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Dear editor: Pragmatism and self-respect don’t have to be mutually exclusive domains

“[…] I agree that in any fight one must be strategic in deciding where, when and how to fight. However, to accept perceived injustice without a whimper is tantamount  to being a willing or unwilling accomplice to an unjust enterprise.

“Understanding the power relationships and what you can and cannot do, should not mean that we must accept contemptuous treatment…”

In the following Letter to the Editor, former St Augustine Secondary principal Andre Moses comments on the Fifa-TTFA impasse:

Photo: Fifa president Gianni Infantino (left) tries his hand at steelpan during the opening of the TTFA Home of Football in Couva on 18 November 2019.
(Courtesy Allan V Crane/TTFA Media)

In the first instance, any challenge to Fifa comes with its attendant consequences. There may be benefit but there are also costs.

Judging from the polling of the views of stakeholders at the TTFA’s recent virtual meeting, and based on anecdotal evidence on online platforms, it is clear to me that a majority of football stakeholders view a Fifa ban as ‘a bridge too far’—because of its implications for professional livelihoods and also the legitimate aspirations and expectations of the clubs and players, who stand to be impacted most directly and severely by a ban.

Since I have no direct ‘skin in the game’, I will leave the issues of cost and benefit to football’s primary stakeholders.

Laws change over time to accommodate scenarios that were not envisaged or catered for when they were enacted, or because they are inherently unjust, or because they are unfairly applied. The mechanism to change law is two-fold: for legislators to make changes on the front end, or for litigants to use the courts to make their challenges.

Power relationships, in my opinion, should not be the determining factor in how justice is dispensed. Something is either just or unjust—not because of who has the power to do what, but because it is fair to both prince and pauper.

Photo: Fifa president Gianni Infantino (right) and then TTFA president David John-Williams at a press conference at the Ato Boldon Stadium in Couva on 10 April 2017.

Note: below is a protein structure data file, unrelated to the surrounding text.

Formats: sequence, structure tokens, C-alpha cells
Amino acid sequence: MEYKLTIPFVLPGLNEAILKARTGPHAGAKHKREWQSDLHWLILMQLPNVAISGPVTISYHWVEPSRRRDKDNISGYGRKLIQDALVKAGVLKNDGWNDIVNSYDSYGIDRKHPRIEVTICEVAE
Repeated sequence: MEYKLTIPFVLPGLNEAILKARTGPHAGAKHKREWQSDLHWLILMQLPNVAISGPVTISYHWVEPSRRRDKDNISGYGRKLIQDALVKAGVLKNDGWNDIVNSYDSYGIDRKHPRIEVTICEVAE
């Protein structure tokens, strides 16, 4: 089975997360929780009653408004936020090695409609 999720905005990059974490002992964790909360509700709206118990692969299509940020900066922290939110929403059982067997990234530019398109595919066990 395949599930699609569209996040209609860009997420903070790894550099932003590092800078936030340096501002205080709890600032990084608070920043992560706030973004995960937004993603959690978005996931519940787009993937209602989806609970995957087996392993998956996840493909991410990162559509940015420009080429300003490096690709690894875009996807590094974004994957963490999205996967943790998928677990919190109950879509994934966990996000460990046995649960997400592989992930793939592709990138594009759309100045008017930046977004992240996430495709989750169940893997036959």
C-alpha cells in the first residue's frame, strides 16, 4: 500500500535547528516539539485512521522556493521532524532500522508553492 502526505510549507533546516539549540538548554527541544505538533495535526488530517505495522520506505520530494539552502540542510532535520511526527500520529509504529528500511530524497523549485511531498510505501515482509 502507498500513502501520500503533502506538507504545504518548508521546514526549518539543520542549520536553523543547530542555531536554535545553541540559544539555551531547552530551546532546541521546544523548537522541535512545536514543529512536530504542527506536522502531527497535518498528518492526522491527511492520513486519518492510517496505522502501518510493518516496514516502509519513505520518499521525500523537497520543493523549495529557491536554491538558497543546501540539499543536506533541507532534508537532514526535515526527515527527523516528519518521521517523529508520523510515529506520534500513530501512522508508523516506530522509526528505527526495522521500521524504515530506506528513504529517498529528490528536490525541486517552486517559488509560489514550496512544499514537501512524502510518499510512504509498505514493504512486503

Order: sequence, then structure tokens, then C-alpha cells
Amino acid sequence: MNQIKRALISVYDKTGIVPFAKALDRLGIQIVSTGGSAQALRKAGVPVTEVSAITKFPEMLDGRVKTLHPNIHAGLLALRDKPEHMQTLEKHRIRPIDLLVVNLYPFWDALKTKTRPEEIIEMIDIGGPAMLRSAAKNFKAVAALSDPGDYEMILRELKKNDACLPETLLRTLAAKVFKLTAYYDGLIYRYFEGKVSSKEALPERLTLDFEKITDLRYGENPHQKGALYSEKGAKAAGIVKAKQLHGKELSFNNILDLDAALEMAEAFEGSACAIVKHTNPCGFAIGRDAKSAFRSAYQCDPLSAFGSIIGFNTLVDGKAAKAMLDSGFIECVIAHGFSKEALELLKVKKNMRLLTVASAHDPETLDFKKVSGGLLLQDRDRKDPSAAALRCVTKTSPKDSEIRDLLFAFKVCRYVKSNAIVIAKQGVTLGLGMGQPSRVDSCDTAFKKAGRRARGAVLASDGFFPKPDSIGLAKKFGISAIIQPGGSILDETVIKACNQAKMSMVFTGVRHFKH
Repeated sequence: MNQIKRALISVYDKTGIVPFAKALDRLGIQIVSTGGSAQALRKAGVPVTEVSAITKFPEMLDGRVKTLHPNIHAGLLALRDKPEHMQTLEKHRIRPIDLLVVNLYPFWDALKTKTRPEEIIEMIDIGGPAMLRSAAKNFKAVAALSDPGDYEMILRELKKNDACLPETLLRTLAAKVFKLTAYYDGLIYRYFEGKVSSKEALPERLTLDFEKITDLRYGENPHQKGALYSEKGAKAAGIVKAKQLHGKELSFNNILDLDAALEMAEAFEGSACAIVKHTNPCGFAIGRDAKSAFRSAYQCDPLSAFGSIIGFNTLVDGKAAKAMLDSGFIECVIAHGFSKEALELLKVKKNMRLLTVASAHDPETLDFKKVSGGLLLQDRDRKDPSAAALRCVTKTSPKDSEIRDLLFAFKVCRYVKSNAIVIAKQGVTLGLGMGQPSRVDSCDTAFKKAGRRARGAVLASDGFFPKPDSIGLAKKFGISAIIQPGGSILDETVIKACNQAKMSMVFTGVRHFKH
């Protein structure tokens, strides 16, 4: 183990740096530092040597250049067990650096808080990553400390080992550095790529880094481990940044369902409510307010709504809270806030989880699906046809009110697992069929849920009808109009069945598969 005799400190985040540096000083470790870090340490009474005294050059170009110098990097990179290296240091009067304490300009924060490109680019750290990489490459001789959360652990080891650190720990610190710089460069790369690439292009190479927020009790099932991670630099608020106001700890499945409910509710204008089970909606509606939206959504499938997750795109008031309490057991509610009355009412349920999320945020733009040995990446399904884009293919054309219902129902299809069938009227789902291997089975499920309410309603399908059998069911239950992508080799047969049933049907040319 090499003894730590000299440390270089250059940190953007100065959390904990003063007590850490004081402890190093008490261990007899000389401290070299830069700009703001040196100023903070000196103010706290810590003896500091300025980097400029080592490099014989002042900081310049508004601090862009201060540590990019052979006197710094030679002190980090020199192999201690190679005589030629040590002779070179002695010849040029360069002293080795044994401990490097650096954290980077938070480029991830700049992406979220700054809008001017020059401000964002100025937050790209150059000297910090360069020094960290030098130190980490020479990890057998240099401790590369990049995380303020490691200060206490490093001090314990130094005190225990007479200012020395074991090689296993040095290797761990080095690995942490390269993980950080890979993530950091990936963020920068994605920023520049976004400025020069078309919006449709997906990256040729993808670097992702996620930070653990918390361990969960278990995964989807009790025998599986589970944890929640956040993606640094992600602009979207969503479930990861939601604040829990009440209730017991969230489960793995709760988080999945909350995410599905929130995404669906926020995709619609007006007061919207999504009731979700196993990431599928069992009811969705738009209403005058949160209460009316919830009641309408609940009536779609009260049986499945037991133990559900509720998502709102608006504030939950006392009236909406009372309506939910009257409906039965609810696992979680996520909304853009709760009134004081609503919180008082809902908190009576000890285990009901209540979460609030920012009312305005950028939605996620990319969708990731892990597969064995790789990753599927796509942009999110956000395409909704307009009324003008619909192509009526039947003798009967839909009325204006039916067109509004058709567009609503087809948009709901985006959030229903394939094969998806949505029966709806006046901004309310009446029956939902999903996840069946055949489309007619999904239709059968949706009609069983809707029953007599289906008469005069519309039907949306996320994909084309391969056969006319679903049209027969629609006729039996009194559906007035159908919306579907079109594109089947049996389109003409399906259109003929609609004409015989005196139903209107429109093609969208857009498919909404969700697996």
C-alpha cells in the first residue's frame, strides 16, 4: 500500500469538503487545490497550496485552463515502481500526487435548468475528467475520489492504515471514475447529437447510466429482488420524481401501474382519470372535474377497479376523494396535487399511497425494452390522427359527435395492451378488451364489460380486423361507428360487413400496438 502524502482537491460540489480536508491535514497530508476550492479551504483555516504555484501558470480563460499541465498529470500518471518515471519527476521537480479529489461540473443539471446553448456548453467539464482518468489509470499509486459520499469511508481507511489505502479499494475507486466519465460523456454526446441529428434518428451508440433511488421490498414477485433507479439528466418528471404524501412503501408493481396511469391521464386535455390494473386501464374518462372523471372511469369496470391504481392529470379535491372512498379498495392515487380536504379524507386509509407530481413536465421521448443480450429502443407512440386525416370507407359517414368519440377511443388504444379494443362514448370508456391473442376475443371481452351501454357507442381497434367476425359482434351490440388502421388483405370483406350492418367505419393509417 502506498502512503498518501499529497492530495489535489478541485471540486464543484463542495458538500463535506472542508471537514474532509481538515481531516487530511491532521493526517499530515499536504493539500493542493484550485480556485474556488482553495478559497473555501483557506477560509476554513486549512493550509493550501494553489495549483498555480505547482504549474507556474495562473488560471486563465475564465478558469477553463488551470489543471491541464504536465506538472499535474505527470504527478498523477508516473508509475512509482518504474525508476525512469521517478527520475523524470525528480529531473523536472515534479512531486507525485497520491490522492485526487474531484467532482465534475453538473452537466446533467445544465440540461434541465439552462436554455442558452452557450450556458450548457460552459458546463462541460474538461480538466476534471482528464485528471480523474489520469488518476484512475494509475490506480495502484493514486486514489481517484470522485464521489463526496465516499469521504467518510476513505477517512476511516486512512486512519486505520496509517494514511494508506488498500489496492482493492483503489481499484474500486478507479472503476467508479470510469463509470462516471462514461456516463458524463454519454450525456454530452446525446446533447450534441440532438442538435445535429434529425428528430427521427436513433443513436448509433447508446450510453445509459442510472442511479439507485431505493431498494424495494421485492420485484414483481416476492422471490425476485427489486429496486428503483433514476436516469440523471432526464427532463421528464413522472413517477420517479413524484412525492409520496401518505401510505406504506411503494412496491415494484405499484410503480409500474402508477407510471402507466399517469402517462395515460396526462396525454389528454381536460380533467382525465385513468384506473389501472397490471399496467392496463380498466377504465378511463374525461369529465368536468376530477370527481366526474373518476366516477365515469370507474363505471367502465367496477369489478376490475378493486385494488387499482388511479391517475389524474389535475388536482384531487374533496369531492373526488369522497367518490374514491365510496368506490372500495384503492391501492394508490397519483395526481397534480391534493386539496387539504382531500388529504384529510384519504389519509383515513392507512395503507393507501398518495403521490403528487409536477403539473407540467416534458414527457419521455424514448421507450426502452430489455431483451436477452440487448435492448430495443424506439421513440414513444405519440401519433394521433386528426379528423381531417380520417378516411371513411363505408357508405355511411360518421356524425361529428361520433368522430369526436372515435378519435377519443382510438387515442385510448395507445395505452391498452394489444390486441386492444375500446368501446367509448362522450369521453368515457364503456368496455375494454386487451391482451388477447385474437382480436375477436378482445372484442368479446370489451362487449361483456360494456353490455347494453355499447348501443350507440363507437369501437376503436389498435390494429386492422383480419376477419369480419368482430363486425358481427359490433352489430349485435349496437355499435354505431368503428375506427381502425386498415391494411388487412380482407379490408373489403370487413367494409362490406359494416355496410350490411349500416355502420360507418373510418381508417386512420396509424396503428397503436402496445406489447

(Courtesy Sean Morrison/Wired868)

I agree that in any fight one must be strategic in deciding where, when and how to fight. However, to accept perceived injustice without a whimper is tantamount  to being a willing or unwilling accomplice to an unjust enterprise.

Understanding the power relationships and what you can and cannot do, should not mean that we must accept contemptuous treatment. Those who today administer summary global football justice have a lot of ‘cocoa in the sun’.

The previous Fifa administration collapsed under the strain of their corrupt practices and even the current administration is sweating profusely under the gaze of global demands and advocacy for increased transparency and fairness.

To use an overused cliché: ‘We can chew gum and walk at the same time’. We can make ‘sensible’ and democratic decisions about our football and our footballers, while at the same time showing that we respect ourselves and will demand that others treat us with respect as well.

No one should meekly accept conviction without a crime, and it is in that context I used the analogy: ‘Shut up and dribble’.

Photo: TTFA president William Wallace.
(Courtesy TTFA Media/Allan V Crane)

I would love Trinidad and Tobago to be represented in the Concacaf Gold Cup and I would also love the world footballing community to respect Trinidad and Tobago as a proud, sovereign nation, which also happens to be one of Fifa’s 211 member associations. We would like nothing more or less, than to be treated with the same degree of equality and fairness.

How else will the footballing nations of Africa and the Caribbean realise their fair share in Fifa’s global enterprise?

Everything in life is not a zero-sum game. It is not always a case of either one or the other and camping out in opposing tents with our ‘hearing-aids’ disconnected.

At the end of the day, Fifa will do their thing; but Trinidad and Tobago football, its promise and  its future, will be our primary responsibility.

Let everyone do their bit to build that promise and that future, because the ‘arithmetic’ of development is about addition and multiplication—not division and subtraction.

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One comment

  1. I really do believe that we are distracted by the rhetoric and anti-FIFA semantic portrayed by individuals who seem to be otherwise logical in their thinking. The clause being used in the Statutes by most world governing bodies originated from CAS. Since members had to voluntarily use CAS there had to be some ‘law’ to facilitate their doing so. The problem, as I see it, is that CAS which was designed to be a quick and relatively inexpensive option may have become too expensive for some. If the United TTFA is correct about their assessment concerning the cost of using CAS then that needs to be changed. CAS evolved to deal with contentious matters in sports, among other things. But if CAS has a financial bias then it cannot be an effective solution. The TTFA members are required to have the same ‘no court’ clause in their statutes. In short I do not share the view that rules need to be changed instead I believe that CAS needs to less expensive so that the playing field becomes equal.